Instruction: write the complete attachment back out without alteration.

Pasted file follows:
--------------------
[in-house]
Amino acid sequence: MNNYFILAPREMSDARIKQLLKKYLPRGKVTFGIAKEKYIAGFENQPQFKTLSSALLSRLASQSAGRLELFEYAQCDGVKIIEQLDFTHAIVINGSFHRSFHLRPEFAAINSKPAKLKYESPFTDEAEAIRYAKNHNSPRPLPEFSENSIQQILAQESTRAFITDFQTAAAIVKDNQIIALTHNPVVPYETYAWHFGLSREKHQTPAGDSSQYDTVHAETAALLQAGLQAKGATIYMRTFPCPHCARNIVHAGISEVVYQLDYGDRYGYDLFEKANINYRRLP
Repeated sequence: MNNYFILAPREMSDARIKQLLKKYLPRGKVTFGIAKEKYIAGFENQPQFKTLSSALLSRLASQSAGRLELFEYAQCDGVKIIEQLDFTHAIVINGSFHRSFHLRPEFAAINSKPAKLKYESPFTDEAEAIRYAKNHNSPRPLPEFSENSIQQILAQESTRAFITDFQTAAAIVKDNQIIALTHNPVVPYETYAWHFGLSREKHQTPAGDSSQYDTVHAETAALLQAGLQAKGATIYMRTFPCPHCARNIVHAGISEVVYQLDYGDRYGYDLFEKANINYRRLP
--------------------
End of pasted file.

[in-house]
Amino acid sequence: MNNYFILAPREMSDARIKQLLKKYLPRGKVTFGIAKEKYIAGFENQPQFKTLSSALLSRLASQSAGRLELFEYAQCDGVKIIEQLDFTHAIVINGSFHRSFHLRPEFAAINSKPAKLKYESPFTDEAEAIRYAKNHNSPRPLPEFSENSIQQILAQESTRAFITDFQTAAAIVKDNQIIALTHNPVVPYETYAWHFGLSREKHQTPAGDSSQYDTVHAETAALLQAGLQAKGATIYMRTFPCPHCARNIVHAGISEVVYQLDYGDRYGYDLFEKANINYRRLP
Repeated sequence: MNNYFILAPREMSDARIKQLLKKYLPRGKVTFGIAKEKYIAGFENQPQFKTLSSALLSRLASQSAGRLELFEYAQCDGVKIIEQLDFTHAIVINGSFHRSFHLRPEFAAINSKPAKLKYESPFTDEAEAIRYAKNHNSPRPLPEFSENSIQQILAQESTRAFITDFQTAAAIVKDNQIIALTHNPVVPYETYAWHFGLSREKHQTPAGDSSQYDTVHAETAALLQAGLQAKGATIYMRTFPCPHCARNIVHAGISEVVYQLDYGDRYGYDLFEKANINYRRLP